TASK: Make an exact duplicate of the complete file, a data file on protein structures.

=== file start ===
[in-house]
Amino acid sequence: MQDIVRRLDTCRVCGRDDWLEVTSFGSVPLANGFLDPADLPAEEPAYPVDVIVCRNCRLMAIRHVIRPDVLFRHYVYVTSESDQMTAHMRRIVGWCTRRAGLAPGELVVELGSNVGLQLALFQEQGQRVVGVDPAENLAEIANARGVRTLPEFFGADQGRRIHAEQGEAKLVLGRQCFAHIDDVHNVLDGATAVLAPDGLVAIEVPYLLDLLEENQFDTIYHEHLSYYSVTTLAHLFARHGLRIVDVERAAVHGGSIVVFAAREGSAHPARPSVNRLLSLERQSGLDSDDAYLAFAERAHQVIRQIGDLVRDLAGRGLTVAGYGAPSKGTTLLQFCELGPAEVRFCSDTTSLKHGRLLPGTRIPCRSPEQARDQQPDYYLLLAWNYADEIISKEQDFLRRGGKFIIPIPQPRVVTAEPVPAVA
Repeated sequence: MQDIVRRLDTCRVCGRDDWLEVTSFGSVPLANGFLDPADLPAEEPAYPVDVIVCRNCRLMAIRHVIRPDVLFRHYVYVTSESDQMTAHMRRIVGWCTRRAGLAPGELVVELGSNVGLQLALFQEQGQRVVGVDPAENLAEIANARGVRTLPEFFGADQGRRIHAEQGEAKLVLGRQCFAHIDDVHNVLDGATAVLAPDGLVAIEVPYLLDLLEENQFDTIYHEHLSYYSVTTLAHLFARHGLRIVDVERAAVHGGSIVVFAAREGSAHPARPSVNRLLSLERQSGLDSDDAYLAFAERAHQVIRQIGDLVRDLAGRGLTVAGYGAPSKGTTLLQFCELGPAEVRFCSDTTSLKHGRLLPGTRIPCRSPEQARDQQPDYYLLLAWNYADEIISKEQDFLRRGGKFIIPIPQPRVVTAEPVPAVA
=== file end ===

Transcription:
[in-house]
Amino acid sequence: MQDIVRRLDTCRVCGRDDWLEVTSFGSVPLANGFLDPADLPAEEPAYPVDVIVCRNCRLMAIRHVIRPDVLFRHYVYVTSESDQMTAHMRRIVGWCTRRAGLAPGELVVELGSNVGLQLALFQEQGQRVVGVDPAENLAEIANARGVRTLPEFFGADQGRRIHAEQGEAKLVLGRQCFAHIDDVHNVLDGATAVLAPDGLVAIEVPYLLDLLEENQFDTIYHEHLSYYSVTTLAHLFARHGLRIVDVERAAVHGGSIVVFAAREGSAHPARPSVNRLLSLERQSGLDSDDAYLAFAERAHQVIRQIGDLVRDLAGRGLTVAGYGAPSKGTTLLQFCELGPAEVRFCSDTTSLKHGRLLPGTRIPCRSPEQARDQQPDYYLLLAWNYADEIISKEQDFLRRGGKFIIPIPQPRVVTAEPVPAVA
Repeated sequence: MQDIVRRLDTCRVCGRDDWLEVTSFGSVPLANGFLDPADLPAEEPAYPVDVIVCRNCRLMAIRHVIRPDVLFRHYVYVTSESDQMTAHMRRIVGWCTRRAGLAPGELVVELGSNVGLQLALFQEQGQRVVGVDPAENLAEIANARGVRTLPEFFGADQGRRIHAEQGEAKLVLGRQCFAHIDDVHNVLDGATAVLAPDGLVAIEVPYLLDLLEENQFDTIYHEHLSYYSVTTLAHLFARHGLRIVDVERAAVHGGSIVVFAAREGSAHPARPSVNRLLSLERQSGLDSDDAYLAFAERAHQVIRQIGDLVRDLAGRGLTVAGYGAPSKGTTLLQFCELGPAEVRFCSDTTSLKHGRLLPGTRIPCRSPEQARDQQPDYYLLLAWNYADEIISKEQDFLRRGGKFIIPIPQPRVVTAEPVPAVA